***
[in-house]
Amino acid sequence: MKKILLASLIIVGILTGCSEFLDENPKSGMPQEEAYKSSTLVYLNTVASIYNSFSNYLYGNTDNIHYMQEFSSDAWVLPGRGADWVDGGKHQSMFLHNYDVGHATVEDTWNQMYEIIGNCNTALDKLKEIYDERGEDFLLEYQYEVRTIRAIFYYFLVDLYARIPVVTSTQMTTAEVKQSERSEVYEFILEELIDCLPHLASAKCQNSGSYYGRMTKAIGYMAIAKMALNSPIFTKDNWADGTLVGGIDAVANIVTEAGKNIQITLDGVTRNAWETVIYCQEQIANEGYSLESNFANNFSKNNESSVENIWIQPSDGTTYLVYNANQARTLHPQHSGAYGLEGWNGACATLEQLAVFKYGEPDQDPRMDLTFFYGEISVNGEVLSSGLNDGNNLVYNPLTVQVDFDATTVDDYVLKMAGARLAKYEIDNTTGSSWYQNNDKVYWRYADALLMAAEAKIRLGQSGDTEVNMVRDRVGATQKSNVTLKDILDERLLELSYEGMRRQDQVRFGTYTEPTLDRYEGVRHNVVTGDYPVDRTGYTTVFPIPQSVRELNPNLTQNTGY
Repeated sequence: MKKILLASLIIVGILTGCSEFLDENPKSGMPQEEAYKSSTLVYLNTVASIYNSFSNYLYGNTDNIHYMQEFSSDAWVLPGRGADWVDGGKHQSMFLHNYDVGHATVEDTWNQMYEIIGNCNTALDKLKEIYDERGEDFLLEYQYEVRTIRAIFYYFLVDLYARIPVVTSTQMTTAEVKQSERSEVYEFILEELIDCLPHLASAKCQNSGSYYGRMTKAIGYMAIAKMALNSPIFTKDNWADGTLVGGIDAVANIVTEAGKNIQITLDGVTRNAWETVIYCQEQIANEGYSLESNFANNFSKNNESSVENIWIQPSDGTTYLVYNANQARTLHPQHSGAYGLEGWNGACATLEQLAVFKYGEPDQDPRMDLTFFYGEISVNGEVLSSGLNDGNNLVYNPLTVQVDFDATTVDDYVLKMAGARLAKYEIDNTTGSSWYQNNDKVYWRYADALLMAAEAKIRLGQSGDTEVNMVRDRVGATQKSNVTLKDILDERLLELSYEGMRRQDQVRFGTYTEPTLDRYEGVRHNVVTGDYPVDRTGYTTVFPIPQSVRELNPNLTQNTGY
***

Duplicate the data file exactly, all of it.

[in-house]
Amino acid sequence: MKKILLASLIIVGILTGCSEFLDENPKSGMPQEEAYKSSTLVYLNTVASIYNSFSNYLYGNTDNIHYMQEFSSDAWVLPGRGADWVDGGKHQSMFLHNYDVGHATVEDTWNQMYEIIGNCNTALDKLKEIYDERGEDFLLEYQYEVRTIRAIFYYFLVDLYARIPVVTSTQMTTAEVKQSERSEVYEFILEELIDCLPHLASAKCQNSGSYYGRMTKAIGYMAIAKMALNSPIFTKDNWADGTLVGGIDAVANIVTEAGKNIQITLDGVTRNAWETVIYCQEQIANEGYSLESNFANNFSKNNESSVENIWIQPSDGTTYLVYNANQARTLHPQHSGAYGLEGWNGACATLEQLAVFKYGEPDQDPRMDLTFFYGEISVNGEVLSSGLNDGNNLVYNPLTVQVDFDATTVDDYVLKMAGARLAKYEIDNTTGSSWYQNNDKVYWRYADALLMAAEAKIRLGQSGDTEVNMVRDRVGATQKSNVTLKDILDERLLELSYEGMRRQDQVRFGTYTEPTLDRYEGVRHNVVTGDYPVDRTGYTTVFPIPQSVRELNPNLTQNTGY
Repeated sequence: MKKILLASLIIVGILTGCSEFLDENPKSGMPQEEAYKSSTLVYLNTVASIYNSFSNYLYGNTDNIHYMQEFSSDAWVLPGRGADWVDGGKHQSMFLHNYDVGHATVEDTWNQMYEIIGNCNTALDKLKEIYDERGEDFLLEYQYEVRTIRAIFYYFLVDLYARIPVVTSTQMTTAEVKQSERSEVYEFILEELIDCLPHLASAKCQNSGSYYGRMTKAIGYMAIAKMALNSPIFTKDNWADGTLVGGIDAVANIVTEAGKNIQITLDGVTRNAWETVIYCQEQIANEGYSLESNFANNFSKNNESSVENIWIQPSDGTTYLVYNANQARTLHPQHSGAYGLEGWNGACATLEQLAVFKYGEPDQDPRMDLTFFYGEISVNGEVLSSGLNDGNNLVYNPLTVQVDFDATTVDDYVLKMAGARLAKYEIDNTTGSSWYQNNDKVYWRYADALLMAAEAKIRLGQSGDTEVNMVRDRVGATQKSNVTLKDILDERLLELSYEGMRRQDQVRFGTYTEPTLDRYEGVRHNVVTGDYPVDRTGYTTVFPIPQSVRELNPNLTQNTGY